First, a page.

In 1821, Sarah moved to Philadelphia and became a Quaker, and Angelina followed the same path a few years later, moving to Philadelphia in 1829. Angelina joined the Philadelphia Female Anti-Slavery Society and wrote letters to newspapers protesting slavery from a woman’s point of view. This attracted the attention of abolitionists, who enlisted the Grimkes in the cause because they knew the cruelties of slavery firsthand.
The sisters were attacked most strongly when they began to make public speeches to audiences consisting of both genders, a practice that was considered shocking. In 1836, after Sarah was reprimanded for speaking at a Quaker meeting about abolition, the sisters moved to New York to work for its Anti-Slavery Society.
New York was even less fertile ground for abolitionists than Quaker-based Philadelphia, however, and the sisters continued to be criticized for their “unnatural” behavior in public speaking. They also began to write. Angelina’s Appeal to the Christian Women of the South (1836) was truly a courageous work. She not only discussed how slavery hurt blacks, but also how it damaged white women and the institution of the family. Southern society condoned male sexuality outside of marriage, with the result that “the faces of many black children bore silent testimony to their white fathers.” Postmasters seized and destroyed many of the copies, and hostility towards the Grimke sisters was so great that they never again would be able to visit their South Carolina home.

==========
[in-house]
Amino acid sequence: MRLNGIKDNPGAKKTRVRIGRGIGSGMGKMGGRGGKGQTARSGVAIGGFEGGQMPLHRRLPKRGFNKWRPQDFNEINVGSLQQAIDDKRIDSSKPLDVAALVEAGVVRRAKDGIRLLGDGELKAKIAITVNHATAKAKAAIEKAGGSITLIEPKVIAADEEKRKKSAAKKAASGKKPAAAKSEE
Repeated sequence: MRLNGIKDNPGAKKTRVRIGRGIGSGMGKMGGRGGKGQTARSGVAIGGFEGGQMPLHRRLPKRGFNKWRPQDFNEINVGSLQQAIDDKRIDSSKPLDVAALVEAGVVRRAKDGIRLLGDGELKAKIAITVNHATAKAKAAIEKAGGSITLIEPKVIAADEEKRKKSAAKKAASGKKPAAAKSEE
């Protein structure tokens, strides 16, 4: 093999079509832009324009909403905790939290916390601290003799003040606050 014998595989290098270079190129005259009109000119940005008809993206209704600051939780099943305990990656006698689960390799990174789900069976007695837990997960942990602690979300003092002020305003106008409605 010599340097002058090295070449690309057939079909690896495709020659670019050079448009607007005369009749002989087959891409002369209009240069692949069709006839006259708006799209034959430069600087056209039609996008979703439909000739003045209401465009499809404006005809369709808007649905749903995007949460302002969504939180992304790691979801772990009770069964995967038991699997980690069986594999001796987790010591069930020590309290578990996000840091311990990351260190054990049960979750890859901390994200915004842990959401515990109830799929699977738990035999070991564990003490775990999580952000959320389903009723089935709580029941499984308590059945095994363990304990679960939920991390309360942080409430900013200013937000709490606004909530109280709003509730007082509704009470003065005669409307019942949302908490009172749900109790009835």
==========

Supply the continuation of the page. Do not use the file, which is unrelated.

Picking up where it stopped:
Despite this uproar, they continued. Sarah addressed another audience withEpistle to the Clergymen of the South (1836), and Angelina followed withAppeal to the Women of the Nominally Free States (1837). They toured Massachusetts in the summer of 1837, attracting hundreds of listeners every day; in the town of Lowell, 1,500 people – both men and women – came to hear them speak against slavery. Again, though, many people denounced them for having the audacity to speak to “promiscuous meetings of men and women together.” Clergymen in Massachusetts formally condemned their behavior, pointing out that St. Paul said women should be silent.
Undeterred, Angelina Grimke set another precedent in February of 1838, when she became the first woman to speak before a legislative committee; she presented an antislavery petition to Massachusetts lawmakers. In the same year, Sarah published Letters on the Equality of the Sexes and the Condition of Woman (1838). That work predated other feminist theorists by decades.
In May of 1838, Angelina married fellow abolitionist Theodore Dwight Weld of Boston, and Sarah moved in with the couple. The next year, Sarah Grimke and Theodore Weld published a remarkable collection of newspaper stories that came directly from Southern papers. American Slavery as It Is: Testimony of a Thousand Witnesses (1839) used the actual words of white Southerners in describing escaped slaves, slave auctions, and other incidents that demonstrated how routinely gross inhumanity was accepted as a natural part of the plantation economy. Again, the effect was shocking.